Uninsured Rose in 2003 as Number of Americans With Employment-Based Health Benefits Declined

October 2004, Vol. 25, No. 10
Paperback, 10 pp.
PDF, 723 kb
Employee Benefit Research Institute, 2004

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Executive Summary

• Among all Americans, 60.4 percent—or 174 million—were covered by employment-based health benefits during 2003, according to EBRI estimates from the March 2004 Current Population Survey (CPS) from the U.S. Census Bureau, the major source of health coverage rates in the United States. This is down from 2000, when 63.6 percent of the population was covered by employment-based health benefits. This continues a trend that started between 2000 and 2001, before which the percentage of Americans covered by employment-based health benefits had been increasing since 1994.

• The decline in employment-based health benefits can be attributed to a decline in the percentage of both workers and nonworkers with health insurance coverage. The decline in employment-based health benefits was coupled with an increase in the number and percentage of Americans without any health insurance coverage. These trends are the result of a weak labor market and rising health benefit costs.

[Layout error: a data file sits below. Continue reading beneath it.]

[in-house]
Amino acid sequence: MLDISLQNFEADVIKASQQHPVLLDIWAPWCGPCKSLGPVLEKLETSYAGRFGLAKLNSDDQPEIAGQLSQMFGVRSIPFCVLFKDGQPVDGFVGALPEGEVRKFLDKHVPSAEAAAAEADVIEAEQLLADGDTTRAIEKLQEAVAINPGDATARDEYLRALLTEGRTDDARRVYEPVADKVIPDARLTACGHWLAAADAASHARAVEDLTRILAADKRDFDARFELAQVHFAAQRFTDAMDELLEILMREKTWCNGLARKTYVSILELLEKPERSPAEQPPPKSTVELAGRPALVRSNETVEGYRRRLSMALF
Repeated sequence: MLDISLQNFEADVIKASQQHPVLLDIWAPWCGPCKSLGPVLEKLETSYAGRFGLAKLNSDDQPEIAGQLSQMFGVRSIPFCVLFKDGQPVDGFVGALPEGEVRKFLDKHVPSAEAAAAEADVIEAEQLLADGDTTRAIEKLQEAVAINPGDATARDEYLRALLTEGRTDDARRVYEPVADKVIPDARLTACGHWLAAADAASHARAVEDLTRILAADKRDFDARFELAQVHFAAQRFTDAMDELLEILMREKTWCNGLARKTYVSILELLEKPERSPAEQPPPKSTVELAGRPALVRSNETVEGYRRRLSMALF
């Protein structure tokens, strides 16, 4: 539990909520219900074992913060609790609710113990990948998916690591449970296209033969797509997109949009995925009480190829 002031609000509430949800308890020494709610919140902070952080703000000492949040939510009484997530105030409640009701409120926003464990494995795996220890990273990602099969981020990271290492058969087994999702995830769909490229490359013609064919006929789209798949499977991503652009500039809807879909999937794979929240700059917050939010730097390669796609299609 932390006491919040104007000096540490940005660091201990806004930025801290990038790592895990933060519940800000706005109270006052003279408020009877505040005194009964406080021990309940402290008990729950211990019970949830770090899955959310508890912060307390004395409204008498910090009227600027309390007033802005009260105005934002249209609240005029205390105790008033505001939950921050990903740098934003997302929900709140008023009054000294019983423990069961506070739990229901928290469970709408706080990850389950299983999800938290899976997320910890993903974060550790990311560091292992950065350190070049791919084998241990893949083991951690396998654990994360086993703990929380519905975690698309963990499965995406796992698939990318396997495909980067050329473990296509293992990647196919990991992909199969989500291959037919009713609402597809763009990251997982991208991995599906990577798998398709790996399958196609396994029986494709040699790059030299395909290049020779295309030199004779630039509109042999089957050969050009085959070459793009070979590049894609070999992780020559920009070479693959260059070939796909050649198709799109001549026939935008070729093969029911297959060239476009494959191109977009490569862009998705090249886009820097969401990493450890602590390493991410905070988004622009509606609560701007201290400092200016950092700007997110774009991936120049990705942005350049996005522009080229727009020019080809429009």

• Children, working family-heads, other workers, and nonworkers were all more likely to have employment-based health coverage than any other type of coverage, either public or private. Those individuals whose family head did not work were more likely to be covered by public programs, or to be uninsured, than to have employment-based health insurance (20.5 percent).

• The percentage of nonelderly Americans with employment-based health benefits varies among regions and states, ranging from a high of 71.2 percent in New England to a low of 55.6 percent in the West South Central region. States with the lowest proportion of uninsured individuals include Minnesota, Rhode Island, and Wisconsin, while those with the highest proportion of uninsured include Texas, New Mexico, and Louisiana.

• These trends should be expected to continue or accelerate as long as the labor market remains weak and the cost of providing health benefits continues to increase.